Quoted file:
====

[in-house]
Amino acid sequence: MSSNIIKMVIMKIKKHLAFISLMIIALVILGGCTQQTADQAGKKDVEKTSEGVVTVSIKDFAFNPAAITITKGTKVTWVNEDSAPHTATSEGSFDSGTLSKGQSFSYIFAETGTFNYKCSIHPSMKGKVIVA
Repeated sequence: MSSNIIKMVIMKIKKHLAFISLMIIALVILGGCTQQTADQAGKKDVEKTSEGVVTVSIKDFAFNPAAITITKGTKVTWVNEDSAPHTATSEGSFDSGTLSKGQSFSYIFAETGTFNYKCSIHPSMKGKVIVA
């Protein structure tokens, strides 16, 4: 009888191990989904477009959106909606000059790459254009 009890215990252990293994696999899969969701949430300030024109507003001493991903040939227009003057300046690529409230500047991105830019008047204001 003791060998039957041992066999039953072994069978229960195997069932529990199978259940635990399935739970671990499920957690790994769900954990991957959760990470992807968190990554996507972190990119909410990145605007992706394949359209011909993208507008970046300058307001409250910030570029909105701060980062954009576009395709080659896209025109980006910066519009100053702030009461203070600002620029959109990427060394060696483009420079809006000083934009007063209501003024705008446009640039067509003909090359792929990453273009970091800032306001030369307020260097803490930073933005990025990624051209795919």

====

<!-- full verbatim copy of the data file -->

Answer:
[in-house]
Amino acid sequence: MSSNIIKMVIMKIKKHLAFISLMIIALVILGGCTQQTADQAGKKDVEKTSEGVVTVSIKDFAFNPAAITITKGTKVTWVNEDSAPHTATSEGSFDSGTLSKGQSFSYIFAETGTFNYKCSIHPSMKGKVIVA
Repeated sequence: MSSNIIKMVIMKIKKHLAFISLMIIALVILGGCTQQTADQAGKKDVEKTSEGVVTVSIKDFAFNPAAITITKGTKVTWVNEDSAPHTATSEGSFDSGTLSKGQSFSYIFAETGTFNYKCSIHPSMKGKVIVA
């Protein structure tokens, strides 16, 4: 009888191990989904477009959106909606000059790459254009 009890215990252990293994696999899969969701949430300030024109507003001493991903040939227009003057300046690529409230500047991105830019008047204001 003791060998039957041992066999039953072994069978229960195997069932529990199978259940635990399935739970671990499920957690790994769900954990991957959760990470992807968190990554996507972190990119909410990145605007992706394949359209011909993208507008970046300058307001409250910030570029909105701060980062954009576009395709080659896209025109980006910066519009100053702030009461203070600002620029959109990427060394060696483009420079809006000083934009007063209501003024705008446009640039067509003909090359792929990453273009970091800032306001030369307020260097803490930073933005990025990624051209795919």